When to start a tihai
20 Jan 2022
In Indian classical music, a tihai is a rhythmic phrase that repeats 3 times, usually with a gap/pause of some fixed duration between each phrase, and ends (often but not always) on the first beat of the next cycle. The problem then, at least for those of us who have not been exposed to tihais long enough, is determining when to start the first note of the tihai.
Consider playing 3 iterations of 4 over a 16-beat cycle ending just before beat one of the next bar. If you start on 1 you would’ve finished it too early, so where do you start? One way of figuring this out is to determine the length of the tihai, which in this case is . Counting backwards from 0 to 12 starting on beat one of the next bar takes you to beat 5, so in effect beat 5 is where this tihai begins.
which translates as follows:
Let’s do this again except now we’ll add a gap of 1, sometimes expressed as . Where do we start now? On beat 3, or the 3rd semiquaver of the first beat.
Now with a gap of two:
With a gap of 3:
And wih a gap of 4:
So there you go. Now to automate the process I use the following function, which takes 3 arguments, the length of the cycle, the number of beats, and the length of the gap.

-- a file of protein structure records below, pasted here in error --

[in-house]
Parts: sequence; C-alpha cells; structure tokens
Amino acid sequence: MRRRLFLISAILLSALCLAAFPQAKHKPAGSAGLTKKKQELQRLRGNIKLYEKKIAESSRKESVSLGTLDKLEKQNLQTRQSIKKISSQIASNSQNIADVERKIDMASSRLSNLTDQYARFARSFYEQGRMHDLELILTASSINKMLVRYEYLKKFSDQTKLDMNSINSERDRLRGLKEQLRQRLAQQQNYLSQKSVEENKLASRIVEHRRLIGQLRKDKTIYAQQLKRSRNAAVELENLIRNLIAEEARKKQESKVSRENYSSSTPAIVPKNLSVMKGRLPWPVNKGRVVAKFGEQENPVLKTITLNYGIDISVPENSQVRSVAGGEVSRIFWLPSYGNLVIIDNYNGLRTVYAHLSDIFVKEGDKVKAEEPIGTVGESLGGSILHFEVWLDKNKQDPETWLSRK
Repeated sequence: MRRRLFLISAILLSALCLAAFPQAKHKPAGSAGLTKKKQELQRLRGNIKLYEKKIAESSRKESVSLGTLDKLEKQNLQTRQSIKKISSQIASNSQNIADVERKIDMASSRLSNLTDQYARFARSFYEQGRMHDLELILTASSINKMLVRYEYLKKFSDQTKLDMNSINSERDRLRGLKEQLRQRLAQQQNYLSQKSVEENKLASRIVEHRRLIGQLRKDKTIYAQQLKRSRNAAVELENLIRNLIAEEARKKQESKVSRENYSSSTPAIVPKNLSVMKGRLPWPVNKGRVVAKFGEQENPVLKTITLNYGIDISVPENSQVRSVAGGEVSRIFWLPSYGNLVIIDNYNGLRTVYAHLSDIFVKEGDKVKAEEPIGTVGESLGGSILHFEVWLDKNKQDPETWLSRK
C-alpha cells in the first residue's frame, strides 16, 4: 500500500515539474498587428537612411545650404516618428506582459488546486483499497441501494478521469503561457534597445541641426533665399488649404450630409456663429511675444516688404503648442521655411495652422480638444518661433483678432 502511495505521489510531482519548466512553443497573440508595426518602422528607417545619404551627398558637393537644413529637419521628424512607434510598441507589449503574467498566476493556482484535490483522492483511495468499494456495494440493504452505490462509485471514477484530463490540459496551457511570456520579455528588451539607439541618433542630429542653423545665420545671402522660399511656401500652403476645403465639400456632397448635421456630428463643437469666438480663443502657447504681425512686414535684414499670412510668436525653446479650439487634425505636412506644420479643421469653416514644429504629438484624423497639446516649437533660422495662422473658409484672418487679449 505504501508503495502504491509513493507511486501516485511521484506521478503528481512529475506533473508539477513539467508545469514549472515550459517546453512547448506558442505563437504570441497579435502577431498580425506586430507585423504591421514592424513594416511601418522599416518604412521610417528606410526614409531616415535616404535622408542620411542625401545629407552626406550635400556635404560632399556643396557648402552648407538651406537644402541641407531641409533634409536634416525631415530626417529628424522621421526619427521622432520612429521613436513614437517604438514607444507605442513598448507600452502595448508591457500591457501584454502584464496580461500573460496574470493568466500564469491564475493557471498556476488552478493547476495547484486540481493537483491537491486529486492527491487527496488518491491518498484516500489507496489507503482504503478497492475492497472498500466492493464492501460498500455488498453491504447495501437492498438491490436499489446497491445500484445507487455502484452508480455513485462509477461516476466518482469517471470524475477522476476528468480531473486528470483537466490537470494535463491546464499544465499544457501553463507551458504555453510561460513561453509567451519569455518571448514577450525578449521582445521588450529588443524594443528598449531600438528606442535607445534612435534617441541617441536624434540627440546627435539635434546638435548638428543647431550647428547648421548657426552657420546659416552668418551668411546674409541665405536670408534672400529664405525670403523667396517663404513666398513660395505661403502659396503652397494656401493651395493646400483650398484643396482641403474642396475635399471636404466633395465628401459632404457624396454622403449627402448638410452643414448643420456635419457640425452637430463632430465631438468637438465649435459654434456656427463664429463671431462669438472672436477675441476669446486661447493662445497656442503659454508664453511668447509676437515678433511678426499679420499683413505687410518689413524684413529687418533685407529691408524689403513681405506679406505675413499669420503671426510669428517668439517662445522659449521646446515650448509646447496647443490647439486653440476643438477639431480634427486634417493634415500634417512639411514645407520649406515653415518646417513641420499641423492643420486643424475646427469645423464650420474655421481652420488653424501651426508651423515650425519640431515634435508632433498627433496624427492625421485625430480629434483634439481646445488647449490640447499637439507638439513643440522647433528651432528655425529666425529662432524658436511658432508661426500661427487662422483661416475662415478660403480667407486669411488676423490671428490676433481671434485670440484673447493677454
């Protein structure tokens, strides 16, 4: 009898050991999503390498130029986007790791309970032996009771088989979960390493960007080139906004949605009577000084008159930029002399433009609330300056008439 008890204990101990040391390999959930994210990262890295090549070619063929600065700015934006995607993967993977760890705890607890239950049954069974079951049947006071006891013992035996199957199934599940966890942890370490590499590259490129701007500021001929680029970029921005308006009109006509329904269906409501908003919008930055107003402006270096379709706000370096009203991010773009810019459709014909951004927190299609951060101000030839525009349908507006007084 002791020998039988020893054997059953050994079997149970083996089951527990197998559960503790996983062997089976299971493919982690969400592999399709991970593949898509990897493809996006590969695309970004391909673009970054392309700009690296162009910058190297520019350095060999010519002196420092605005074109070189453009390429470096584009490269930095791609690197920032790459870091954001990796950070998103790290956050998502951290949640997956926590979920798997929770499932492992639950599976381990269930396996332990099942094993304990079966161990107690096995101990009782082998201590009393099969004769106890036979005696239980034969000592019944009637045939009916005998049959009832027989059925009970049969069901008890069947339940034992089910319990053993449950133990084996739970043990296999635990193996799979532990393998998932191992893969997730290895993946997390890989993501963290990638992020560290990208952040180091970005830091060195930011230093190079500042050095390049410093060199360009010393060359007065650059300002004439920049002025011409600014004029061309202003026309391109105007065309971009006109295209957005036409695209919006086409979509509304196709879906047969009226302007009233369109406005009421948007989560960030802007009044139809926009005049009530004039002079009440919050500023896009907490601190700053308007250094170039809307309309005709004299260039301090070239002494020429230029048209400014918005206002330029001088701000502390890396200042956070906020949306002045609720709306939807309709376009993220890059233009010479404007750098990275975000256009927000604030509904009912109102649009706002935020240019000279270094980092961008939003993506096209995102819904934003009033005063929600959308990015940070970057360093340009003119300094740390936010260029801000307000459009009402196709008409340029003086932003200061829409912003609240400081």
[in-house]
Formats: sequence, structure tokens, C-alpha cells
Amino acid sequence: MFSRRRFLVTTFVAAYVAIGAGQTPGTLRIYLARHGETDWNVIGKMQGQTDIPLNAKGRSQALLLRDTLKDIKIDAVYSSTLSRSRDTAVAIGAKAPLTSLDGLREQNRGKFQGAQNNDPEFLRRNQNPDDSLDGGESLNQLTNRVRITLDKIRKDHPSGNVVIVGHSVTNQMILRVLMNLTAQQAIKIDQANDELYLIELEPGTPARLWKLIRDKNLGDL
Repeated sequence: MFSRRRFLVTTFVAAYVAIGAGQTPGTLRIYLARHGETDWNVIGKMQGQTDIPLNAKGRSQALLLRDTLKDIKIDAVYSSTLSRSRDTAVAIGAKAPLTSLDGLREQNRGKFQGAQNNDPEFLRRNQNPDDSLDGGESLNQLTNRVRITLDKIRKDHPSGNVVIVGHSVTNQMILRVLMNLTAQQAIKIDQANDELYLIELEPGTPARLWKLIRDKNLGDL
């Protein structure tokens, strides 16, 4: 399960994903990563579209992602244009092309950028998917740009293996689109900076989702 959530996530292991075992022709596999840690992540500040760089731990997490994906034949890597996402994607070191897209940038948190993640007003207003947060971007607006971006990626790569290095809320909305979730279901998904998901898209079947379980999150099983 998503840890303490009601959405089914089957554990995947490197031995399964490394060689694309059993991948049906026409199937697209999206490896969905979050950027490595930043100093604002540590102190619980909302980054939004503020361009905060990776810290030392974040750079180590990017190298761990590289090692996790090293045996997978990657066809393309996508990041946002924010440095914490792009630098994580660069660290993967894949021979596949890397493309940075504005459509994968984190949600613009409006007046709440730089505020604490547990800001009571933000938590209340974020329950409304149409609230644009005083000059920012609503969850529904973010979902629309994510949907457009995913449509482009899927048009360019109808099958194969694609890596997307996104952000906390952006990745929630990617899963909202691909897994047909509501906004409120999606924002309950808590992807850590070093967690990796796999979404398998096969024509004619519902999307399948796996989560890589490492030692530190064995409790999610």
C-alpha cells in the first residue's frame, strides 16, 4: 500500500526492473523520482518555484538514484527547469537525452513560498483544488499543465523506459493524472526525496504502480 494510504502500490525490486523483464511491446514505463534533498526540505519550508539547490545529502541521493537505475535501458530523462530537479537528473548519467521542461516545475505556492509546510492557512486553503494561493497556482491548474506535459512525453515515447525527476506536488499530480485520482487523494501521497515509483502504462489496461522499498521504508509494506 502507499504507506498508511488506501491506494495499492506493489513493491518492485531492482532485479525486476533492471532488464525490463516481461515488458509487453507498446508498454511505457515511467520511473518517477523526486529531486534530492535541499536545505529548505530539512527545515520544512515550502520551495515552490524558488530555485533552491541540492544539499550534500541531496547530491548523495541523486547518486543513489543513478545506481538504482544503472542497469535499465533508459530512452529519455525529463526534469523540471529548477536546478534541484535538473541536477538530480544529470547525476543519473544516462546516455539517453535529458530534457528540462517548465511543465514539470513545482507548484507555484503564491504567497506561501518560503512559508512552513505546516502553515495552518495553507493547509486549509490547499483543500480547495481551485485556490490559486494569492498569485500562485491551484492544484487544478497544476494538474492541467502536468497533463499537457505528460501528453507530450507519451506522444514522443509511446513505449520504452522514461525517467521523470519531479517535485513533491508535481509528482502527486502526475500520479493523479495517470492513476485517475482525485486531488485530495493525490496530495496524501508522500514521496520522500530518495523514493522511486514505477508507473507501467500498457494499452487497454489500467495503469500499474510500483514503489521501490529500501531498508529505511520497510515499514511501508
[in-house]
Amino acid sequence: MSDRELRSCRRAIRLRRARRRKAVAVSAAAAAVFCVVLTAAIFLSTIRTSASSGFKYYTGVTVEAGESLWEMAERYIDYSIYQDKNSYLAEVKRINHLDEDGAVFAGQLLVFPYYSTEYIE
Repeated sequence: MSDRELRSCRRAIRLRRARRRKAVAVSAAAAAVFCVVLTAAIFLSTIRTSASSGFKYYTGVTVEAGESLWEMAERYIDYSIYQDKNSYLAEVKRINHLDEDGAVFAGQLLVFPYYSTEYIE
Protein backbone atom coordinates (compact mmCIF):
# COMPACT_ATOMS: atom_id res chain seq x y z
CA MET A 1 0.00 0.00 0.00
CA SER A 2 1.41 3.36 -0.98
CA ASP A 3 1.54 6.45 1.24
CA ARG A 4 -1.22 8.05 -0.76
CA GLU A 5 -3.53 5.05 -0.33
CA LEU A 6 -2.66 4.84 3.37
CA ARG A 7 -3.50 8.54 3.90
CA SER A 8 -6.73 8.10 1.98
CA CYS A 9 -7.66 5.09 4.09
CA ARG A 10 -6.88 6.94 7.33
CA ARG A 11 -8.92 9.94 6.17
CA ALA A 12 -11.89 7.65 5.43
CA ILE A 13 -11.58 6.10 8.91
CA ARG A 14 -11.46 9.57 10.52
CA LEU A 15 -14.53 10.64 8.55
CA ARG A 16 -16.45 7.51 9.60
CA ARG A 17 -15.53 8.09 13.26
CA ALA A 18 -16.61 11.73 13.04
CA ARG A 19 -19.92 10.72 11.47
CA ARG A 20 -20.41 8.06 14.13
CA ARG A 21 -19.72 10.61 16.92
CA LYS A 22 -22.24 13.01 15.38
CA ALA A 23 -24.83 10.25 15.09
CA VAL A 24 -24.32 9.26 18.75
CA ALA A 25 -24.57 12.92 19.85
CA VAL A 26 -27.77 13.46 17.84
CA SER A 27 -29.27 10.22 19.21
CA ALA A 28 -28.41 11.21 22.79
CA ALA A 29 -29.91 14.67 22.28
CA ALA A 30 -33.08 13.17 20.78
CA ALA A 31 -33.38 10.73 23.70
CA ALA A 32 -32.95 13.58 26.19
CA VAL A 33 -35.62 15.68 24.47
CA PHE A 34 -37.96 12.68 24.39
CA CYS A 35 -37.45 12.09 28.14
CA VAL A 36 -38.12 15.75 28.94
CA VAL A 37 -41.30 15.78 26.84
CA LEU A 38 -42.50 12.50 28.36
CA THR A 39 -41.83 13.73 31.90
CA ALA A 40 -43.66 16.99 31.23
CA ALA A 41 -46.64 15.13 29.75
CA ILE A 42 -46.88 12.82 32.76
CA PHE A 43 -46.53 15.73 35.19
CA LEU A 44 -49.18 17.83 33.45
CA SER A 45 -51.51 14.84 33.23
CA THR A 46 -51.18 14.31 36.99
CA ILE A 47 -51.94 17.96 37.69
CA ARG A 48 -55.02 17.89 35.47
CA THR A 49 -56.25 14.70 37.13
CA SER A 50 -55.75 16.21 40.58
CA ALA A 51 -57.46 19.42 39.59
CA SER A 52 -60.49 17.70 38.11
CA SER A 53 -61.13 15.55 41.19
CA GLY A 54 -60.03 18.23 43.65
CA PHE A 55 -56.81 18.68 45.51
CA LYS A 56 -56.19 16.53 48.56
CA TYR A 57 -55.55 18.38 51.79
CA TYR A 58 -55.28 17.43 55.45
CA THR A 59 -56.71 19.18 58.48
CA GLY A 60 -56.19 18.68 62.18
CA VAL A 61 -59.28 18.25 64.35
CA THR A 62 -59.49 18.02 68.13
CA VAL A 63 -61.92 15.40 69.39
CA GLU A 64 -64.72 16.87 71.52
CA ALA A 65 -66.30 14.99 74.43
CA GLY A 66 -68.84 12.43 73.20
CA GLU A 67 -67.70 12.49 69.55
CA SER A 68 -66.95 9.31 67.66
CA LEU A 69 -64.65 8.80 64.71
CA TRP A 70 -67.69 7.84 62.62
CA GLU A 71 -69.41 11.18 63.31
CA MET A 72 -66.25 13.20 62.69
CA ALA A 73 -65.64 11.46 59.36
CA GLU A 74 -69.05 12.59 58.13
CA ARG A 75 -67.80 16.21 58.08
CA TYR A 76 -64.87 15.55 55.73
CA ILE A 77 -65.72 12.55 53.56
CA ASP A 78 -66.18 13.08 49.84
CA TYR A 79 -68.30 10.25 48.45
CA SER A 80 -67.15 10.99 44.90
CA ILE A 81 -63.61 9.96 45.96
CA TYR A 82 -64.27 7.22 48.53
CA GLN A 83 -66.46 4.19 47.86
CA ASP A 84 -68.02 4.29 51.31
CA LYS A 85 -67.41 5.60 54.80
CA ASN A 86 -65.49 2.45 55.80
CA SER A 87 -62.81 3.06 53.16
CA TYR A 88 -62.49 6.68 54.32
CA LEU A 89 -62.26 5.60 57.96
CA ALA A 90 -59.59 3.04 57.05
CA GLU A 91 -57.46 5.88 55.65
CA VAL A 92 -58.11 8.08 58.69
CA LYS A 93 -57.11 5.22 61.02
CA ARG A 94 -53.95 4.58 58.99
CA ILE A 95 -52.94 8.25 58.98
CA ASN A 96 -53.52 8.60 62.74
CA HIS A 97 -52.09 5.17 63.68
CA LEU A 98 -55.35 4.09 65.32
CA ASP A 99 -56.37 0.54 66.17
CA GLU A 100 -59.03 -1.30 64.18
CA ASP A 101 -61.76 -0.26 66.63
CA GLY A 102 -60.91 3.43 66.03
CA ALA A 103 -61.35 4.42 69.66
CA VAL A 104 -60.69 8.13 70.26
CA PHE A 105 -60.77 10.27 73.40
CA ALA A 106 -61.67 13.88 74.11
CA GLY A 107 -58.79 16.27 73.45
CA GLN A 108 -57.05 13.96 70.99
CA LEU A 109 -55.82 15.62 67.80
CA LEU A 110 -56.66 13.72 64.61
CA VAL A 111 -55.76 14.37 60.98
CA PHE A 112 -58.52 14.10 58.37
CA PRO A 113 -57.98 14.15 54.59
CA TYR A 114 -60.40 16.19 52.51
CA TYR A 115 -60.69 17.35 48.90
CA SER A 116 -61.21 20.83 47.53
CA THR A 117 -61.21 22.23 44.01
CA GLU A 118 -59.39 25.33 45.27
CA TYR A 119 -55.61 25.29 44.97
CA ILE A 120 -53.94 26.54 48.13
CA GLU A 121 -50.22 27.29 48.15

(defun tihai (length beats gap) "Find the start of a tihai." (let ((n (+ (- (+ length 1) (+ (* beats 3) (* gap 2))) length))) (if (> n length) (- n length) n))) ;; (tihai 16 5 0) => 2
The function is based broadly on the following equation, where l is the length of the cycle, b is the number of beats, and g is the length of the gap.
Conversely, to create a tihai that starts on beat N of a given
cycle, we’d have to calculate the number of beats left until the next
downbeat and divide that by 3. Then use the remainder (if there is
one) to determine the gap. For example, in a 16-beat cycle, a basic
structure of a tihai that starts on beat 1 would be 3 phrases of
5 beats with a gap of
This is all too technical and I can’t imagine how traditional musicians conceive tihais intuitively, but at least now I can come up with my own tihais. By the way, I cannot claim any of this is correct.